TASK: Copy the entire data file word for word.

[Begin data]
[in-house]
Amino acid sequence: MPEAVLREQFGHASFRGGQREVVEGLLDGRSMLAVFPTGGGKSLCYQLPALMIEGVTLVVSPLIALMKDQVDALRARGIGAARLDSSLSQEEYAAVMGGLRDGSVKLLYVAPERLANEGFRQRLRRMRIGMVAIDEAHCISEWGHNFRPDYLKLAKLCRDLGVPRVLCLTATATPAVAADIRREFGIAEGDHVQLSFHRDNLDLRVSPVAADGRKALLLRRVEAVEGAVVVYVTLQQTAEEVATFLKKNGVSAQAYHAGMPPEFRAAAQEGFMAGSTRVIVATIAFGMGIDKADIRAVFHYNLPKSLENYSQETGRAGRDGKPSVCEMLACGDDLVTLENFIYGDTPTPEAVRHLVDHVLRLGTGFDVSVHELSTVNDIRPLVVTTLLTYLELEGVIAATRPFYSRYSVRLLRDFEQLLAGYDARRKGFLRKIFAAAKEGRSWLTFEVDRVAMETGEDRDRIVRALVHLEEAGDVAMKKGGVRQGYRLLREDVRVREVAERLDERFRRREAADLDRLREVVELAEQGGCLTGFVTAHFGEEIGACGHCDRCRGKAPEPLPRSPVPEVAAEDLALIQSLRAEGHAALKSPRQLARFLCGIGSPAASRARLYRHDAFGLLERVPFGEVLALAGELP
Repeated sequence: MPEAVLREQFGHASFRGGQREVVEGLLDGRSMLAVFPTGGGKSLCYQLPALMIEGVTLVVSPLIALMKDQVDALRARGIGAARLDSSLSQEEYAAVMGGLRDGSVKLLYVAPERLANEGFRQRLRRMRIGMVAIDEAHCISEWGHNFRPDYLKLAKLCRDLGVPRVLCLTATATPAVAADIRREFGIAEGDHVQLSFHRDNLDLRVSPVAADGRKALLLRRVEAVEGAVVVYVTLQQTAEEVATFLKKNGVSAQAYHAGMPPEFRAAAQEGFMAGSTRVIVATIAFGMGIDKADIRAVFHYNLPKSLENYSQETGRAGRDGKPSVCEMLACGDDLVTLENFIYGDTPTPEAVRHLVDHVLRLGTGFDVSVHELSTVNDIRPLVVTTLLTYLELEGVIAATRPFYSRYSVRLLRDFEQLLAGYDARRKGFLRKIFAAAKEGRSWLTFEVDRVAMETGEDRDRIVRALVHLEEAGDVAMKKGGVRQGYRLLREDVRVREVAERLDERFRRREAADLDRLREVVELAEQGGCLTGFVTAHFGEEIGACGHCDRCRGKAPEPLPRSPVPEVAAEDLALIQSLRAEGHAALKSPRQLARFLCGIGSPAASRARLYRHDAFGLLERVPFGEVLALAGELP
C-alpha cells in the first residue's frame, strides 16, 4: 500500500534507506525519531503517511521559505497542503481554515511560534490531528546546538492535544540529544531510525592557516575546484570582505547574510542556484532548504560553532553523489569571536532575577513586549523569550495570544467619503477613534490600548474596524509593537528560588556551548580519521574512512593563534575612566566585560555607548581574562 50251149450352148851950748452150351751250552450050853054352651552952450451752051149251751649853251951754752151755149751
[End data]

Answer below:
[in-house]
Amino acid sequence: MPEAVLREQFGHASFRGGQREVVEGLLDGRSMLAVFPTGGGKSLCYQLPALMIEGVTLVVSPLIALMKDQVDALRARGIGAARLDSSLSQEEYAAVMGGLRDGSVKLLYVAPERLANEGFRQRLRRMRIGMVAIDEAHCISEWGHNFRPDYLKLAKLCRDLGVPRVLCLTATATPAVAADIRREFGIAEGDHVQLSFHRDNLDLRVSPVAADGRKALLLRRVEAVEGAVVVYVTLQQTAEEVATFLKKNGVSAQAYHAGMPPEFRAAAQEGFMAGSTRVIVATIAFGMGIDKADIRAVFHYNLPKSLENYSQETGRAGRDGKPSVCEMLACGDDLVTLENFIYGDTPTPEAVRHLVDHVLRLGTGFDVSVHELSTVNDIRPLVVTTLLTYLELEGVIAATRPFYSRYSVRLLRDFEQLLAGYDARRKGFLRKIFAAAKEGRSWLTFEVDRVAMETGEDRDRIVRALVHLEEAGDVAMKKGGVRQGYRLLREDVRVREVAERLDERFRRREAADLDRLREVVELAEQGGCLTGFVTAHFGEEIGACGHCDRCRGKAPEPLPRSPVPEVAAEDLALIQSLRAEGHAALKSPRQLARFLCGIGSPAASRARLYRHDAFGLLERVPFGEVLALAGELP
Repeated sequence: MPEAVLREQFGHASFRGGQREVVEGLLDGRSMLAVFPTGGGKSLCYQLPALMIEGVTLVVSPLIALMKDQVDALRARGIGAARLDSSLSQEEYAAVMGGLRDGSVKLLYVAPERLANEGFRQRLRRMRIGMVAIDEAHCISEWGHNFRPDYLKLAKLCRDLGVPRVLCLTATATPAVAADIRREFGIAEGDHVQLSFHRDNLDLRVSPVAADGRKALLLRRVEAVEGAVVVYVTLQQTAEEVATFLKKNGVSAQAYHAGMPPEFRAAAQEGFMAGSTRVIVATIAFGMGIDKADIRAVFHYNLPKSLENYSQETGRAGRDGKPSVCEMLACGDDLVTLENFIYGDTPTPEAVRHLVDHVLRLGTGFDVSVHELSTVNDIRPLVVTTLLTYLELEGVIAATRPFYSRYSVRLLRDFEQLLAGYDARRKGFLRKIFAAAKEGRSWLTFEVDRVAMETGEDRDRIVRALVHLEEAGDVAMKKGGVRQGYRLLREDVRVREVAERLDERFRRREAADLDRLREVVELAEQGGCLTGFVTAHFGEEIGACGHCDRCRGKAPEPLPRSPVPEVAAEDLALIQSLRAEGHAALKSPRQLARFLCGIGSPAASRARLYRHDAFGLLERVPFGEVLALAGELP
C-alpha cells in the first residue's frame, strides 16, 4: 500500500534507506525519531503517511521559505497542503481554515511560534490531528546546538492535544540529544531510525592557516575546484570582505547574510542556484532548504560553532553523489569571536532575577513586549523569550495570544467619503477613534490600548474596524509593537528560588556551548580519521574512512593563534575612566566585560555607548581574562 50251149450352148851950748452150351751250552450050853054352651552952450451752051149251751649853251951754752151755149751